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Diabetes Care. 2015 Dec;38(12):2316-24. doi: 10.2337/dc15-1385. Epub 2015 Oct 20.

Impact of Type 2 Diabetes and Postmenopausal Hormone Therapy on Incidence of Cognitive Impairment in Older Women.

Author information

1
Department of Biostatistical Sciences, Wake Forest School of Medicine, Winston-Salem, NC mespelan@wakehealth.edu.
2
Departments of Pharmacology and Pharmaceutical Sciences, Biomedical Engineering, and Neurology, University of Southern California, Los Angeles, CA.
3
Department of Internal Medicine, Wake Forest School of Medicine, Winston-Salem, NC.
4
Division of Preventive Medicine, Brigham and Women's Hospital, Harvard Medical School, Boston, MA.
5
Departments of Epidemiology and Biostatistics, Psychiatry, and Neurology, University of California, San Francisco, San Francisco, CA.
6
Veterans Affairs Palo Alto Health Care System, Stanford University School of Medicine, Stanford, CA Department of Psychiatry and Behavioral Sciences, Stanford University School of Medicine, Stanford, CA.
7
Department of Social Sciences and Health Policy, Wake Forest School of Medicine, Winston-Salem, NC.
8
Department of Preventive Medicine, University of Tennessee Health Science Center, Memphis, TN.
9
Department of Internal Medicine, Ohio State University, Columbus, OH.
10
Laboratory of Behavioral Neuroscience, Intramural Research Program, National Institute on Aging, National Institutes of Health, Baltimore, MD.

Abstract

OBJECTIVE:

In older women, higher levels of estrogen may exacerbate the increased risk for cognitive impairment conveyed by diabetes. We examined whether the effect of postmenopausal hormone therapy (HT) on cognitive impairment incidence differs depending on type 2 diabetes.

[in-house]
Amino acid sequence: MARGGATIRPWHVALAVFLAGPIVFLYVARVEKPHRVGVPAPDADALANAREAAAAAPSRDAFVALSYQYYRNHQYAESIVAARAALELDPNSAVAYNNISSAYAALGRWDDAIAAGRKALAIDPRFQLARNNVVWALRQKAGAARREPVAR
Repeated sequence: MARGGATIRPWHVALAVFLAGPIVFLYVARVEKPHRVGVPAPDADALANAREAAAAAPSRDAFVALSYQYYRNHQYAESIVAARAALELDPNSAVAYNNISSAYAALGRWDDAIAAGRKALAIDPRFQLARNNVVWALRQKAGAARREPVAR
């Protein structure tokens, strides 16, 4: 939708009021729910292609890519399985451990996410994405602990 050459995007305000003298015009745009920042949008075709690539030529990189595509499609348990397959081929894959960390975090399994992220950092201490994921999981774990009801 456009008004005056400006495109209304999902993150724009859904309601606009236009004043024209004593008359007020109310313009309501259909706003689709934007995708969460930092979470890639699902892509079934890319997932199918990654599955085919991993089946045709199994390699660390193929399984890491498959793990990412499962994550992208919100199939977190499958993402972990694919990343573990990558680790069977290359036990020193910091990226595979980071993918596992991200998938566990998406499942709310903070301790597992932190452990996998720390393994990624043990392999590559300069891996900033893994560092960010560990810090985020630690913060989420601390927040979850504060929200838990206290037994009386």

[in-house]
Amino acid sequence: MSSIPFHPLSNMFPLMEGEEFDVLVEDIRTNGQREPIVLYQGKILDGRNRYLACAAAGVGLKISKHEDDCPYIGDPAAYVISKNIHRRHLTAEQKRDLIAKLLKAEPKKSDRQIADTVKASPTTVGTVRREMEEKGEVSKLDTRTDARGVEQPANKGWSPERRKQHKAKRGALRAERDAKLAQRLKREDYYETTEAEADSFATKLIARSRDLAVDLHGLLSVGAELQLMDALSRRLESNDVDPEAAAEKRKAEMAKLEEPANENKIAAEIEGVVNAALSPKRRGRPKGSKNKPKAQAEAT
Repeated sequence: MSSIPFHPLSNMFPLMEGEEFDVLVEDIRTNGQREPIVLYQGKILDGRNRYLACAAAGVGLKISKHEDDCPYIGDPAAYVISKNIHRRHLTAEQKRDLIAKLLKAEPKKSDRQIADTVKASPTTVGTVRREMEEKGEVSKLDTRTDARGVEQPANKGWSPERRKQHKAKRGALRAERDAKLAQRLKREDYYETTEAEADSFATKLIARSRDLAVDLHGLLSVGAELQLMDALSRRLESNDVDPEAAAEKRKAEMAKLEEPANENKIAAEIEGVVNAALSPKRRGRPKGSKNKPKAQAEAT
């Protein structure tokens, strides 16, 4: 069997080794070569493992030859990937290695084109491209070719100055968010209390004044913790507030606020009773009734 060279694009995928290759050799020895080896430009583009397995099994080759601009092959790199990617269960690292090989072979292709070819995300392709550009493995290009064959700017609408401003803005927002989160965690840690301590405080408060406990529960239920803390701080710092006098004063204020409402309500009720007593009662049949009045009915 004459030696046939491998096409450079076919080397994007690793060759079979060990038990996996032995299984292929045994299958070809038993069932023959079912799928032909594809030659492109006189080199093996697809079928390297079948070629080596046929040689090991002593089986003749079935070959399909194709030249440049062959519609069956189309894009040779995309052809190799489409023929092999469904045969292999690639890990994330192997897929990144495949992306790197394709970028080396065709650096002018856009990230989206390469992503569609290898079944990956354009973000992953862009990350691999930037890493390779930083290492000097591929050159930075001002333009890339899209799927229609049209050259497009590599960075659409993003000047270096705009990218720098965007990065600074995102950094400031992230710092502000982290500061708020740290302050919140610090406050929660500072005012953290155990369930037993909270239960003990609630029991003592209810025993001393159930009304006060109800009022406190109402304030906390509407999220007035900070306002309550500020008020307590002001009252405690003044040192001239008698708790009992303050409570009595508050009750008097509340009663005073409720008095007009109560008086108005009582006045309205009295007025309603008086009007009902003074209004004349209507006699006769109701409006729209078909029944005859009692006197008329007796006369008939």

RESEARCH DESIGN AND METHODS:

The Women's Health Initiative (WHI) randomized clinical trials assigned women to HT (0.625 mg/day conjugated equine estrogens with or without [i.e., unopposed] 2.5 mg/day medroxyprogesterone acetate) or matching placebo for an average of 4.7-5.9 years. A total of 7,233 women, aged 65-80 years, were classified according to type 2 diabetes status and followed for probable dementia and cognitive impairment (mild cognitive impairment or dementia).

RESULTS:

Through a maximum of 18 years of follow-up, women with diabetes had increased risk of probable dementia (hazard ratio [HR] 1.54 [95% CI 1.16-2.06]) and cognitive impairment (HR 1.83 [1.50-2.23]). The combination of diabetes and random assignment to HT increased their risk of dementia (HR 2.12 [1.47-3.06]) and cognitive impairment (HR 2.20 [1.70-2.87]) compared with women without these conditions, interaction P = 0.09 and P = 0.08. These interactions appeared to be limited to women assigned to unopposed conjugated equine estrogens.

CONCLUSIONS:

These analyses provide additional support to a prior report that higher levels of estrogen may exacerbate risks that type 2 diabetes poses for cognitive function in older women. The role estrogen plays in suppressing non-glucose-based energy sources in the brain may explain this interaction.

TRIAL REGISTRATION:

ClinicalTrials.gov NCT00000611.

PMID:
26486190
PMCID:
PMC4657616
DOI:
10.2337/dc15-1385
[Indexed for MEDLINE]
Free PMC Article

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